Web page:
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Integrated collaborative care teams to enhance service delivery to youth with mental health and substance use challenges: protocol for a pragmatic randomised controlled trial
  1. Joanna L Henderson1,
  2. Amy Cheung2,
  3. Kristin Cleverley3,
  4. Gloria Chaim1,
  5. Myla E Moretti4,
  6. Claire de Oliveira1,
  7. Lisa D Hawke1,
  8. Andrew R Willan5,
  9. David O'Brien6,
  10. Olivia Heffernan1,
  11. Tyson Herzog1,
  12. Lynn Courey7,
  13. Heather McDonald8,
  14. Enid Grant9,
  15. Peter Szatmari1
  1. 1Centre for Addiction and Mental Health (CAMH), Toronto, Ontario, Canada
  2. 2Sunnybrook Health Sciences Centre, Toronto, Ontario, Canada
  3. 3Bloomberg Faculty of Nursing, University of Toronto, Toronto, Ontario, Canada
  4. 4Clinical Trials Unit, The Hospital for Sick Children, Toronto, Ontario, Canada
  5. 5SickKids Research Institute, Hospital for Sick Children, Toronto, Ontario, Canada
  6. 6East Metro Youth Services, Scarborough, Ontario, Canada
  7. 7Sashbear Foundation, Toronto, Ontario, Canada
  8. 8LOFT Community Services, Toronto, Ontario, Canada
  9. 9Youth and Families, Toronto, Ontario, Canada
  1. Correspondence to Dr Joanna L Henderson; joanna.henderson{at}


Introduction Among youth, the prevalence of mental health and addiction (MHA) disorders is roughly 20%, yet youth are challenged to access evidence-based services in a timely fashion. To address MHA system gaps, this study tests the benefits of an Integrated Collaborative Care Team (ICCT) model for youth with MHA challenges. A rapid, stepped-care approach geared to need in a youth-friendly environment is expected to result in better youth MHA outcomes. Moreover, the ICCT approach is expected to decrease service wait-times, be more youth-friendly and family-friendly, and be more cost-effective, providing substantial public health benefits.

Methods and analysis In partnership with four community agencies, four adolescent psychiatry hospital departments, youth and family members with lived experience of MHA service use, and other stakeholders, we have developed an innovative model of collaborative, community-based service provision involving rapid access to needs-based MHA services. A total of 500 youth presenting for hospital-based, outpatient psychiatric service will be randomised to ICCT services or hospital-based treatment as usual, following a pragmatic randomised controlled trial design. The primary outcome variable will be the youth's functioning, assessed at intake, 6 months and 12 months. Secondary outcomes will include clinical change, youth/family satisfaction and perception of care, empowerment, engagement and the incremental cost-effectiveness ratio (ICER). Intent-to-treat analyses will be used on repeated-measures data, along with cost-effectiveness and cost-utility analyses, to determine intervention effectiveness.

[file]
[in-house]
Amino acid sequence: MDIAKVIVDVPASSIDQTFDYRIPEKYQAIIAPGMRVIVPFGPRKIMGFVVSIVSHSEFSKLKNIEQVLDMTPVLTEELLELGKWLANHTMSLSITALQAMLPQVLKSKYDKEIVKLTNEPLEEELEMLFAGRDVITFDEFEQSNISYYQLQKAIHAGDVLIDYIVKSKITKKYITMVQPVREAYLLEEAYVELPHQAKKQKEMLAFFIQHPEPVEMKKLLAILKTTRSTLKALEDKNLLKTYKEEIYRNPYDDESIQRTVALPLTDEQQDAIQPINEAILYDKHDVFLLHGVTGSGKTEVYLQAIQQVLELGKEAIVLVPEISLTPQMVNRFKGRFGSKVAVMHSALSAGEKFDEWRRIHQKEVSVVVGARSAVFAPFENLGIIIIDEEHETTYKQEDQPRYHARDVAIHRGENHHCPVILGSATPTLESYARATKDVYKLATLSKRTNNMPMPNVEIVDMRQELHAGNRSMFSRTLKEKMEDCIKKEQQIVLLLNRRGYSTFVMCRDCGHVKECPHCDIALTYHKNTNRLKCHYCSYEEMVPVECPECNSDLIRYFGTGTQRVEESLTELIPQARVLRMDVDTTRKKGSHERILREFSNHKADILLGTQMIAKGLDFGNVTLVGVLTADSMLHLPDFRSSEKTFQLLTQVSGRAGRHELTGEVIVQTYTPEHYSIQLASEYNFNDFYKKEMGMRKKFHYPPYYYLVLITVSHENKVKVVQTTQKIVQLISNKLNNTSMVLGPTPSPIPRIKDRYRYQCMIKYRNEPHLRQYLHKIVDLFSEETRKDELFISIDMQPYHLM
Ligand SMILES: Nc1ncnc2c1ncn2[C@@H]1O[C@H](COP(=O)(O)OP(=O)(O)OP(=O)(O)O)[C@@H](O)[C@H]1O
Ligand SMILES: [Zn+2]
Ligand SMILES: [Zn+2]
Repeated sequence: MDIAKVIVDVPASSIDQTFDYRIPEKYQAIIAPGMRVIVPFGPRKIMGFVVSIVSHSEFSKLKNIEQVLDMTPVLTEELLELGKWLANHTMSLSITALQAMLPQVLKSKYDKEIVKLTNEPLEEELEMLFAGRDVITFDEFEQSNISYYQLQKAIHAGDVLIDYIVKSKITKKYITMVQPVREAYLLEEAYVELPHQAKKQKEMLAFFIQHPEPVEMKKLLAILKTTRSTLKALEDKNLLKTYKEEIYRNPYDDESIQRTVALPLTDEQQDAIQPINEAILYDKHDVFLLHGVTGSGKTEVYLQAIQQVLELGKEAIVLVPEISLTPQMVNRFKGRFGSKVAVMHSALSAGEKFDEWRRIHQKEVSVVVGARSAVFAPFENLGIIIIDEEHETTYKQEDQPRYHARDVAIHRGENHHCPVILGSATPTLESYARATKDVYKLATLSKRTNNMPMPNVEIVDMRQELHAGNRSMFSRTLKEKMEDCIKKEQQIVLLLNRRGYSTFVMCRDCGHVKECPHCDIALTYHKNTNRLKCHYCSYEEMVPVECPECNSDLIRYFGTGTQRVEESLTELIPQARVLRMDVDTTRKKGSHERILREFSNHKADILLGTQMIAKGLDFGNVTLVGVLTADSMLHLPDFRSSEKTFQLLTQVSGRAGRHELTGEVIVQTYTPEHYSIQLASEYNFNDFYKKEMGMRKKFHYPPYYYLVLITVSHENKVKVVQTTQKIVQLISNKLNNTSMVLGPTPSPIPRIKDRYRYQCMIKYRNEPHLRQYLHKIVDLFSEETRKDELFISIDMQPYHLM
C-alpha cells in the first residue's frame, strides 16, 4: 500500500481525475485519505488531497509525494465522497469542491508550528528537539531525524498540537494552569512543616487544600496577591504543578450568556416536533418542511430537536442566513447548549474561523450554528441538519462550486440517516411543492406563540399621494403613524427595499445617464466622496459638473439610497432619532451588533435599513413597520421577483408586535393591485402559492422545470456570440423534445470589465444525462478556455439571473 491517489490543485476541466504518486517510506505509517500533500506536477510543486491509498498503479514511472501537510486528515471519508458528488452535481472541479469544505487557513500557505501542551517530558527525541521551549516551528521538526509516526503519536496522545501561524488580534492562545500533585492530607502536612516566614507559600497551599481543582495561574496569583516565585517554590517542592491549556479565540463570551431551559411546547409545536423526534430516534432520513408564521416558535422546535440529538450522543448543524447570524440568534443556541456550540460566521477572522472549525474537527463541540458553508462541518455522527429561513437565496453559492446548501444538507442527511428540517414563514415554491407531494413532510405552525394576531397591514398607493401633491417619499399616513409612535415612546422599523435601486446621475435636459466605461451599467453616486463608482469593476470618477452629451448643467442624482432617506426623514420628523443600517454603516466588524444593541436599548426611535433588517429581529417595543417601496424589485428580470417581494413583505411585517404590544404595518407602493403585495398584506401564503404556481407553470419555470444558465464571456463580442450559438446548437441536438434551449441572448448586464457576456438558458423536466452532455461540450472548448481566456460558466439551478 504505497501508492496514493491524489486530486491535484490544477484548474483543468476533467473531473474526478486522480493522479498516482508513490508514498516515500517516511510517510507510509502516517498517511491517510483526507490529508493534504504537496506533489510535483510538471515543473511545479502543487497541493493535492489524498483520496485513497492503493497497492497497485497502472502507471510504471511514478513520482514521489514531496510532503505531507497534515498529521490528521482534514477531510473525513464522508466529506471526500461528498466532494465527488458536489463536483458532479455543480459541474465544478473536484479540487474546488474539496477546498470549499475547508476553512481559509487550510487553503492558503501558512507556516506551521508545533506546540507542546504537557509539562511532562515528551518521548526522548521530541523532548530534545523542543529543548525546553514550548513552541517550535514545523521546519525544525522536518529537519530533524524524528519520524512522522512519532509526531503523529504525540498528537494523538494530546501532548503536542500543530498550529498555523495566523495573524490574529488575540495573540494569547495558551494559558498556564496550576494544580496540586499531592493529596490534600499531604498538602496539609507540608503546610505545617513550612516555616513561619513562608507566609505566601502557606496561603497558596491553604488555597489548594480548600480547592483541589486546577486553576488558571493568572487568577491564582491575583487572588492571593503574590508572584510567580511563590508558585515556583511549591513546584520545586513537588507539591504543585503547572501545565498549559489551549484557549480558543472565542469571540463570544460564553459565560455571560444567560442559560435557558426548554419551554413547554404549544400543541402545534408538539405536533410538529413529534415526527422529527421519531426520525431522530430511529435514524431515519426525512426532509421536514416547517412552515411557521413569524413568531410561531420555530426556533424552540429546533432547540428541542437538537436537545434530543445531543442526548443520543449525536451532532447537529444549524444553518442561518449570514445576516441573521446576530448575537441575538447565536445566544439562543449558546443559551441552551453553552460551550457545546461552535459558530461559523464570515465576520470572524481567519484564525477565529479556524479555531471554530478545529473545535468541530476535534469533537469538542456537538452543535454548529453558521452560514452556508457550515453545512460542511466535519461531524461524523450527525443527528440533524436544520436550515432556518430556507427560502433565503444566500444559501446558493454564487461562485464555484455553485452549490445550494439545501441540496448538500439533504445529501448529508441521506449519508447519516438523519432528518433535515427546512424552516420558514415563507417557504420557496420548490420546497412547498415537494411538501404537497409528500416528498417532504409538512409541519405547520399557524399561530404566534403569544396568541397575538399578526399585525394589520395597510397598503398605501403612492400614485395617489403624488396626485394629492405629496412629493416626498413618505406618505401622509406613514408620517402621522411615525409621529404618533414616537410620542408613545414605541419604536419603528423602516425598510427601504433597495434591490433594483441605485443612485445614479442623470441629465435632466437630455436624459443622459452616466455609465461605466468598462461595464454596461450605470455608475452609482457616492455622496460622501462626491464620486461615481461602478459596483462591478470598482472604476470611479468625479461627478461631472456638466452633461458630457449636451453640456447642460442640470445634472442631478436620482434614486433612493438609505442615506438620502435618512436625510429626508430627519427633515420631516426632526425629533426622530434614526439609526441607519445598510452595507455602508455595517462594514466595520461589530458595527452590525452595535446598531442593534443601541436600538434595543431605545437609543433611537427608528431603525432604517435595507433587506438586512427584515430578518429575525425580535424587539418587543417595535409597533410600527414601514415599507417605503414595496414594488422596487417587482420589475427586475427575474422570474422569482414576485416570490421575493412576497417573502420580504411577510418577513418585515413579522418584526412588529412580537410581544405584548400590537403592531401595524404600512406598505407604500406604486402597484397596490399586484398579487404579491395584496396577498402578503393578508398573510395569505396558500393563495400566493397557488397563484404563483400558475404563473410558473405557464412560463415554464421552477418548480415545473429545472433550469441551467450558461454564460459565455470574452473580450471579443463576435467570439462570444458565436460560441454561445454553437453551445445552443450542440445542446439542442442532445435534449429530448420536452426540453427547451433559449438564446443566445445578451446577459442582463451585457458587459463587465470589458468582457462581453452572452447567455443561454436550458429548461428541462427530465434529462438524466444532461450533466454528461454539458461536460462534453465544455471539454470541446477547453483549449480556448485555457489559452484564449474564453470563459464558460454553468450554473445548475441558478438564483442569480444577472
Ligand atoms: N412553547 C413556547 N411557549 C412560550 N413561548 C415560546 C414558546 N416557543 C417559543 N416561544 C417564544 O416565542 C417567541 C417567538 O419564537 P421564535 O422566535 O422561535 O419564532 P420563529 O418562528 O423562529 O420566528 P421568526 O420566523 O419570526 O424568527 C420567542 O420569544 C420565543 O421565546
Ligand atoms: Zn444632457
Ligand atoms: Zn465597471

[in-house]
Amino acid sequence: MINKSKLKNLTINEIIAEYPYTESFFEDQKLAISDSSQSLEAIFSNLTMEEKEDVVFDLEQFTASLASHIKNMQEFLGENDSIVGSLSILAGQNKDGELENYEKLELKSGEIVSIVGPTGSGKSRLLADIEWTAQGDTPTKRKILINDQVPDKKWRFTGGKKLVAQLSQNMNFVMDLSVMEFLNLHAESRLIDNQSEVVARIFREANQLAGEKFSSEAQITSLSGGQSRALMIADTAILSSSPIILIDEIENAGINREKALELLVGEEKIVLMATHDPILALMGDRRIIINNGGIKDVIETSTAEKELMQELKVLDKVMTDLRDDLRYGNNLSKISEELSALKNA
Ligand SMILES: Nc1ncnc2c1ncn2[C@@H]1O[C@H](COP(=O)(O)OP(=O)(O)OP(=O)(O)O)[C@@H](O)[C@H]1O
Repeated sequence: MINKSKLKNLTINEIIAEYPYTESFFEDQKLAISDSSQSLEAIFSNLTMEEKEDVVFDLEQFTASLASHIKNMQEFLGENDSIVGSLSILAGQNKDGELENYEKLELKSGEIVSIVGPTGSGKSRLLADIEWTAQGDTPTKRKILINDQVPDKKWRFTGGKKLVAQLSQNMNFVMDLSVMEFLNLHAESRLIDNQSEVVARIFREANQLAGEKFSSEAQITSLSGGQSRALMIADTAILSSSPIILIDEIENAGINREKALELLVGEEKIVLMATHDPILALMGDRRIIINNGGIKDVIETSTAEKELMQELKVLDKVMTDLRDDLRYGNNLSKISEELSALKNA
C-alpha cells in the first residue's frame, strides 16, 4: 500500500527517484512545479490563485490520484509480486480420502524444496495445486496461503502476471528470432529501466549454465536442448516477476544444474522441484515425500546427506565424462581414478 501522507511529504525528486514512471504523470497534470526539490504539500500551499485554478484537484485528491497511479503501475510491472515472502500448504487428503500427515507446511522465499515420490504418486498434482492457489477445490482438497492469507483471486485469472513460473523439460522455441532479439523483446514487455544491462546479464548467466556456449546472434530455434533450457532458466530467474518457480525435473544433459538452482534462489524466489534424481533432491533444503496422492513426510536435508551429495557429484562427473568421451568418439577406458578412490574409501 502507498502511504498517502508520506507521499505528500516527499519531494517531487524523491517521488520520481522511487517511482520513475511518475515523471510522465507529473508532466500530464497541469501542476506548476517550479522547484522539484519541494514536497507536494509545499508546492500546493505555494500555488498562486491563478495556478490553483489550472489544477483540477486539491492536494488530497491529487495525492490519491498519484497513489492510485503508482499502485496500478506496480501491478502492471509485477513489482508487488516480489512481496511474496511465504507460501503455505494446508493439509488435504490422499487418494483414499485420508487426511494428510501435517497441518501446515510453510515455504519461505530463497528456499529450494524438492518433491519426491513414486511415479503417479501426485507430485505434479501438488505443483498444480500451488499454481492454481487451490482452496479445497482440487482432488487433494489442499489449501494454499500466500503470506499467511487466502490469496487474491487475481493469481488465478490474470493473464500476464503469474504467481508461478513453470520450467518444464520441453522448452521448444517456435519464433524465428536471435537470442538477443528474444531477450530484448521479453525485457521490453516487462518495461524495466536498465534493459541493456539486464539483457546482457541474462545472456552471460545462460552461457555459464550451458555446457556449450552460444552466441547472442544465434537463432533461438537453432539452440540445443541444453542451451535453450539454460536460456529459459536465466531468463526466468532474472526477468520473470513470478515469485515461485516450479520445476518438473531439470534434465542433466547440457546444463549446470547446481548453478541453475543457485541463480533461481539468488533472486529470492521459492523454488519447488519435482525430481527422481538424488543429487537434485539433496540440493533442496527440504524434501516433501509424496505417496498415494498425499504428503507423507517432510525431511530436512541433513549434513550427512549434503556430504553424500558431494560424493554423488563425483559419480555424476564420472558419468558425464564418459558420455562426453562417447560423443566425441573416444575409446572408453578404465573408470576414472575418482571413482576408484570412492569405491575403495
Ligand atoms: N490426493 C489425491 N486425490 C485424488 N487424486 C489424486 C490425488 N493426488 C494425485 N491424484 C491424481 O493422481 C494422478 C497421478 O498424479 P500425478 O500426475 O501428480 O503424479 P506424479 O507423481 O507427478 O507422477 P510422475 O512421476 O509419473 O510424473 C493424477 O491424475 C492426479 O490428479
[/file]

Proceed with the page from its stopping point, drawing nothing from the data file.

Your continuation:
Ethics and dissemination Research Ethics Board approval has been received from the Centre for Addiction and Mental Health, as well as institutional ethical approval from participating community sites. This study will be conducted according to Good Clinical Practice guidelines. Participants will provide informed consent prior to study participation and data confidentiality will be ensured. A data safety monitoring panel will monitor the study. Results will be disseminated through community and peer-reviewed academic channels.

Trial registration number NCT02836080.


This is an Open Access article distributed in accordance with the Creative Commons Attribution Non Commercial (CC BY-NC 4.0) license, which permits others to distribute, remix, adapt, build upon this work non-commercially, and license their derivative works on different terms, provided the original work is properly cited and the use is non-commercial. See:

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  • Contributors JLH, AC, KC, GC, MEM, CdO, LDH, ARW, OH, TH, LC and PS took part in study conception and design. JLH, AC, KC, GC, LDH, DO, OH, TH, LC, HM, EG and PS participated in community intervention conception and design. JLH, AC, KC, GC, MEM, CdO, LDH, ARW, DO, OH, TH, LC, HM, EG and PS were involved in drafting the work or revising it critically for important intellectual content. JLH, AC, KC, GC, MEM, CdO, LDH, ARW, DO, OH, TH, LC, HM, EG and PS approved the final version of the article to be published. JLH and PS were senior leaders.

  • Funding This study is being conducted with the financial support of the Ontario SPOR SUPPORT Unit (OSSU). The funder plays no role in the design of the study or the collection, analysis, and interpretation of the data.

  • Competing interests None declared.

  • Ethics approval Research Ethics Board approval has been received from the Centre for Addiction and Mental Health, as well as institutional ethical approval from the participating community sites.

  • Provenance and peer review Not commissioned; externally peer reviewed.

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